[¶ 5.] At trial, Lewis told the jury that on the day before the incident at her apartment, she was riding with Wheeler when he stopped at an apartment complex, went inside, and came out with marijuana. She and Wheeler returned to her apartment and divided, weighed, and bagged it. It was Wheeler's, she said, but she had not known where he put it in her apartment. She testified that she and Wheeler had recently restarted their relationship and that they had been living together. He had stayed in her apartment the previous four nights, and the men's clothing found in the dresser was his.

[¶ 6.] The jury found Wheeler guilty of possession of more than two ounces but less than one-half pound of marijuana and possession of drug paraphernalia, but not guilty of possession with the intent to distribute.

Analysis and Decision

[¶ 7.] On appeal, Wheeler maintains that the jury had insufficient evidence to find that he possessed the marijuana. “In measuring the sufficiency of the evidence, we ask ‘whether, after viewing the evidence in the light most favorable to the prosecution, any rational trier of fact could have found the essential elements of the crime beyond a reasonable doubt.’ “ State v. Brim, 2010 S.D. 74, ¶ 6, 789 N.W.2d 80, 83 (quoting State v. Klaudt, 2009 S.D. 71, ¶ 14, 772 N.W.2d 117, 122). “ ‘[W]e accept the evidence and the most favorable inferences fairly drawn therefrom, which will support the verdict.’ “ Id. (quoting State v. Jensen, 2007 S.D. 76, ¶ 7, 737 N.W.2d 285, 288) (alteration in original). See State v. Stark, 2011 S.D. 46, ¶ 21, 802 N.W.2d 165, 172. Whether the State produced sufficient evidence to sustain the conviction is a question of law reviewed de novo. State v. Jucht, 2012 S.D. 66, ¶ 18, 821 N.W.2d 629, 633.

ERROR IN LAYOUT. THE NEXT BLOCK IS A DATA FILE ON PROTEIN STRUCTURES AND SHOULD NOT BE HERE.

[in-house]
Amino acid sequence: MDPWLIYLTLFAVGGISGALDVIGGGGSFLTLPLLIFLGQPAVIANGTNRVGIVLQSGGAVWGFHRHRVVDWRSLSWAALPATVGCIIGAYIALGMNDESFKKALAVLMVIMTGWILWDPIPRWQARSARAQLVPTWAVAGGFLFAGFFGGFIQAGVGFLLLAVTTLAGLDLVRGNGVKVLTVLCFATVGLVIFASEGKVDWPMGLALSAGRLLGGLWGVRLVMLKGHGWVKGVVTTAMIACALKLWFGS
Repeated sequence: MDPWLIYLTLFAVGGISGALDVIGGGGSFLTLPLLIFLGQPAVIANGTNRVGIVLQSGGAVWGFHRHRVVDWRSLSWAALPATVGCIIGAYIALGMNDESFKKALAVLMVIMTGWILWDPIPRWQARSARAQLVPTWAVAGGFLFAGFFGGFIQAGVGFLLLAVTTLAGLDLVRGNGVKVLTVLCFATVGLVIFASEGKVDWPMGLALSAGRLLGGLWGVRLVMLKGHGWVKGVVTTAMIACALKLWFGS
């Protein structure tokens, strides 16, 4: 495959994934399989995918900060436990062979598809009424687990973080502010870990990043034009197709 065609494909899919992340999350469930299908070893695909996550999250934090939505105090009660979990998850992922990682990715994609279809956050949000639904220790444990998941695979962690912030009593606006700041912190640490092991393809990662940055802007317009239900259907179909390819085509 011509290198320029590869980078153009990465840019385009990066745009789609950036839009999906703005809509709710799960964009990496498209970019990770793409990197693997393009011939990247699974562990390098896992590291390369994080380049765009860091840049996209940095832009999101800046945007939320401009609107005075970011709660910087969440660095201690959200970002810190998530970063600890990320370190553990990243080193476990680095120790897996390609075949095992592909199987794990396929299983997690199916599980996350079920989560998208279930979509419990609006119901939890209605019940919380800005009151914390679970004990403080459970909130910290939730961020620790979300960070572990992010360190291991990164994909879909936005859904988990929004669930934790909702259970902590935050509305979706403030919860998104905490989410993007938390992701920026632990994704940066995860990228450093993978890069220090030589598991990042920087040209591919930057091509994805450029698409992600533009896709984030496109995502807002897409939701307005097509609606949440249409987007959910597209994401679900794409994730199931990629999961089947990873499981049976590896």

[¶ 8.] Knowingly possessing marijuana is a criminal offense. SDCL 22–42–6. “ ‘[P]ossession signifies dominion or right of control over ․ marijuana with knowledge of its presence and character.’ “ State v. Barry, 2004 S.D. 67, ¶ 9, 681 N.W.2d 89, 92 (quoting State v. Goodroad, 442 N.W.2d 246, 251 (S.D.1989)). Possession can be constructive and mutual, and therefore, need not be actual or exclusive. Id.

[¶ 9.] It is undisputed that when Officer Holbeck found the marijuana, it was not in Wheeler's physical possession. And Lewis was listed as the apartment's only tenant. Relying on these facts, Wheeler argues that the State failed to produce evidence that he had dominion or right of control over the marijuana. He contends that all the evidence that he exercised such dominion came from Lewis's testimony. Because Lewis was an accomplice, her testimony alone was insufficient to sustain a conviction. See SDCL 23A–22–8. Accomplice testimony must be corroborated by other evidence tending to connect the accused with the offense. Id. Corroboration is sufficient if it tends to affirm the accomplice's testimony and establish the accused's guilt. State v. Talarico, 2003 S.D. 41, ¶ 39, 661 N.W.2d 11, 24.